ide, wide world to make her fortune, and that she had a list of teachers' agencies and employment bureaus to which she intended applying as soon as she reached home. From various magazines given her to read on the way, she had cut a number of advertisements which she wanted to answer, but her mother objected to most of them. She did not want her to take a place among strangers as governess, companion, social secretary, mother's helper, reader for a clipping bureau or shopping agent.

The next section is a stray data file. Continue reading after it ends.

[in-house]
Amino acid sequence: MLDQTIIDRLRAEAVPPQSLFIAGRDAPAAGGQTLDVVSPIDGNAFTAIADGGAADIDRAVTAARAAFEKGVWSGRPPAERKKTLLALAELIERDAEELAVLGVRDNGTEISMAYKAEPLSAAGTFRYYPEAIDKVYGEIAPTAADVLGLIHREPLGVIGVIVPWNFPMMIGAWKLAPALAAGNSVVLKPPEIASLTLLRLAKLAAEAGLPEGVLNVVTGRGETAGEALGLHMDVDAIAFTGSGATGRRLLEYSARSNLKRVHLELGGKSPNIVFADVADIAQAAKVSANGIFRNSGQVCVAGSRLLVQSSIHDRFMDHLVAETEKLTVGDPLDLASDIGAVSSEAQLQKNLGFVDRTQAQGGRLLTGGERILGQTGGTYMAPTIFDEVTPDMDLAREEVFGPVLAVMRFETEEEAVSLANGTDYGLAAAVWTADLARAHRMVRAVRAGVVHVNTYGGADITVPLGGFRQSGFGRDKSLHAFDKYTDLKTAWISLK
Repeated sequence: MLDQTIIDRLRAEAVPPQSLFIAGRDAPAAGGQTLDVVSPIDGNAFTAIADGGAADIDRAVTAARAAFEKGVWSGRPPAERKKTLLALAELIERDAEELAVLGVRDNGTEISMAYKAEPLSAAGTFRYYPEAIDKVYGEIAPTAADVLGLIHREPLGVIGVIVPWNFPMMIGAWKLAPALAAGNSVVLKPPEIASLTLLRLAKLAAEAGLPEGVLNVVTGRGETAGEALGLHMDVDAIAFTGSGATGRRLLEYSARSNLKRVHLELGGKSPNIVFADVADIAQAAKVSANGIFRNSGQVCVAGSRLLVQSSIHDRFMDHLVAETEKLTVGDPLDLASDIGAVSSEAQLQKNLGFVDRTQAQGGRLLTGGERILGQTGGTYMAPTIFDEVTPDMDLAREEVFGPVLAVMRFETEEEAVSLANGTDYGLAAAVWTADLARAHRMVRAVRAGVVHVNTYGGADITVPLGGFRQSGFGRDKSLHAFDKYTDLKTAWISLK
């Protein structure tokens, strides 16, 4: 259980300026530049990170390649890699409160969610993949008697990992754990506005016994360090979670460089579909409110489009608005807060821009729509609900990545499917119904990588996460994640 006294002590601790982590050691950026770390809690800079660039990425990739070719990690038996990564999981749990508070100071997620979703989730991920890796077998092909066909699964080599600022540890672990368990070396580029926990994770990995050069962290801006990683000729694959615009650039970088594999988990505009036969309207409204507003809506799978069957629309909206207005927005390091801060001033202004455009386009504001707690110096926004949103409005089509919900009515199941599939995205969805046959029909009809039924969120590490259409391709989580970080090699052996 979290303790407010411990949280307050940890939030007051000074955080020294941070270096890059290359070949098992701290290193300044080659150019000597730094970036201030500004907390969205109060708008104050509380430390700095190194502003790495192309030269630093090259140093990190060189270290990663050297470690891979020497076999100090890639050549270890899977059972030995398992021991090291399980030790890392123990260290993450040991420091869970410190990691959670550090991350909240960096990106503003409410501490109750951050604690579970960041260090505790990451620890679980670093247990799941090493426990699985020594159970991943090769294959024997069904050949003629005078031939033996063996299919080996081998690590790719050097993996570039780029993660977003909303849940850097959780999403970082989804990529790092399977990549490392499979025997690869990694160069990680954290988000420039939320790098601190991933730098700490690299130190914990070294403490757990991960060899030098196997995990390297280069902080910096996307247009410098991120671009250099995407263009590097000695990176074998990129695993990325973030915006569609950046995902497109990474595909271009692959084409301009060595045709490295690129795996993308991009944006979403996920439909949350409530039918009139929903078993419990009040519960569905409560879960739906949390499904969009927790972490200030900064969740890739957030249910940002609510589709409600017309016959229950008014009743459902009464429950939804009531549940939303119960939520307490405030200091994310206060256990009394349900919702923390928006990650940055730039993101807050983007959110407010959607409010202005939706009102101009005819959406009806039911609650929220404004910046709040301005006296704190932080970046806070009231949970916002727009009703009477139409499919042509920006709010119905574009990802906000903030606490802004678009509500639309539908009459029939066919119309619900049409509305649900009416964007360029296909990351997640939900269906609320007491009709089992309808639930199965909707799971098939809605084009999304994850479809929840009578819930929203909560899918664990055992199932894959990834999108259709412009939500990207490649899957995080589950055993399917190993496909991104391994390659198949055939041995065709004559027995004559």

"You are too young, Mary," she insisted. "One never knows what one is getting into in strange families. Now, that position in a Girls' Winter Camp in Florida does not seem so objectionable, because they give teachers at Warwick Hall as reference. You can easily find out all about it. But there is no real reason why you should go away this winter. Now that Jack has his position again and we are all well and strong we can live like lords at Lone-Rock on his salary. At least," she added, smiling, "it must seem like lords to so